Explain the significance of family and kinship for the Perez family
Mr. Perez is a 76-year-old Mexican American who was recently diagnosed with a slow heartbeat requiring an implanted pacemaker. Mr. Perez has been married for 51 years and has 6 adult children (three daughters aged 50, 48, and 42; three sons aged 47, 45, and 36), 11 grandchildren; and 2 great grandchildren. The youngest boy lives three houses down from Mr. and Mrs. Perez. The other children, except the second-oldest daughter, live within 3 to 10 miles from their parents. The second-oldest daughter is a registered nurse and lives out of state. All members of the family except for Mr. Perez were born in the United States. He was born in Monterrey, Mexico, and immigrated to the United States at the age of 18 in order to work and send money back to the family in Mexico. Mr. Perez has returned to Mexico throughout the years to visit and has lived in Texas ever since. He is retired from work in a machine shop.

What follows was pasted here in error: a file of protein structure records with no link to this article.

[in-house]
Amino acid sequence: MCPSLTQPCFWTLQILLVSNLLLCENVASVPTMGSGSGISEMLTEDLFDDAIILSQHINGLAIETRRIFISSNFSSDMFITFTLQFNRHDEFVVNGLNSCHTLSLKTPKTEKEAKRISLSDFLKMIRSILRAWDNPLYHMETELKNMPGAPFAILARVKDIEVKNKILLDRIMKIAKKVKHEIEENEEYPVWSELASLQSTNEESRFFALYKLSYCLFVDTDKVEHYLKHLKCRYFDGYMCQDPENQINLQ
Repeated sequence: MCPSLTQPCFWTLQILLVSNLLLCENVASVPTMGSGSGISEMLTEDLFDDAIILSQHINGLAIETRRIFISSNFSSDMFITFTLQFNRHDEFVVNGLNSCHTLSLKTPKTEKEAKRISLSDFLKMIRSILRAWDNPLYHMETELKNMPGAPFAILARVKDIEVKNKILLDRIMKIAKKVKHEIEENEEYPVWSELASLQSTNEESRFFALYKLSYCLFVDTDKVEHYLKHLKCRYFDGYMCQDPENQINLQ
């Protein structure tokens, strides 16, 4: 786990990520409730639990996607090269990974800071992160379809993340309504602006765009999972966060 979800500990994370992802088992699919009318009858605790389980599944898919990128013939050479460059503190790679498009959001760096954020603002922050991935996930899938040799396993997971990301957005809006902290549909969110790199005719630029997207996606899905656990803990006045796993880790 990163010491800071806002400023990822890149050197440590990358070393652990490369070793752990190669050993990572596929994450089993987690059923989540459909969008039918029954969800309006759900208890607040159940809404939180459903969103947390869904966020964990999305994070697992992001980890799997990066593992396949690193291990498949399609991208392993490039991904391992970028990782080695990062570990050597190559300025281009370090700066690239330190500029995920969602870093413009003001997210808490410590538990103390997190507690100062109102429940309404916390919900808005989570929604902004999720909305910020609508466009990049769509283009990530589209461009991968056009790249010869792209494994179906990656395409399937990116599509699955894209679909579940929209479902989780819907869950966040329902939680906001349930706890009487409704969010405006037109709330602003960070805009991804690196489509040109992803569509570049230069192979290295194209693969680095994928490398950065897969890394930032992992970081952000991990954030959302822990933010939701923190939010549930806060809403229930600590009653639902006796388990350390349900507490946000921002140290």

Mr. Perez has one living older brother who lives within 5 miles. All members of the family speak Spanish and English fluently. The Perez family is Catholic, as evidenced by the religious items hanging on the wall and prayer books and rosary on the coffee table. Statues of St. Jude and Our Lady of Guadalupe are on the living room table. Mr. and Mrs. Perez have made many mandas (bequests) to pray for the health of the family, including one to thank God for the healthy birth of all the children, especially after the doctor had discouraged them from having any more children after the complicated birth of their first child. The family attends Mass together every Sunday morning and then meets for breakfast chorizo at a local restaurant frequented by many of their churchâ€™s other parishioner families. Mr. Perez believes his health and the health of his family are in the hands of God.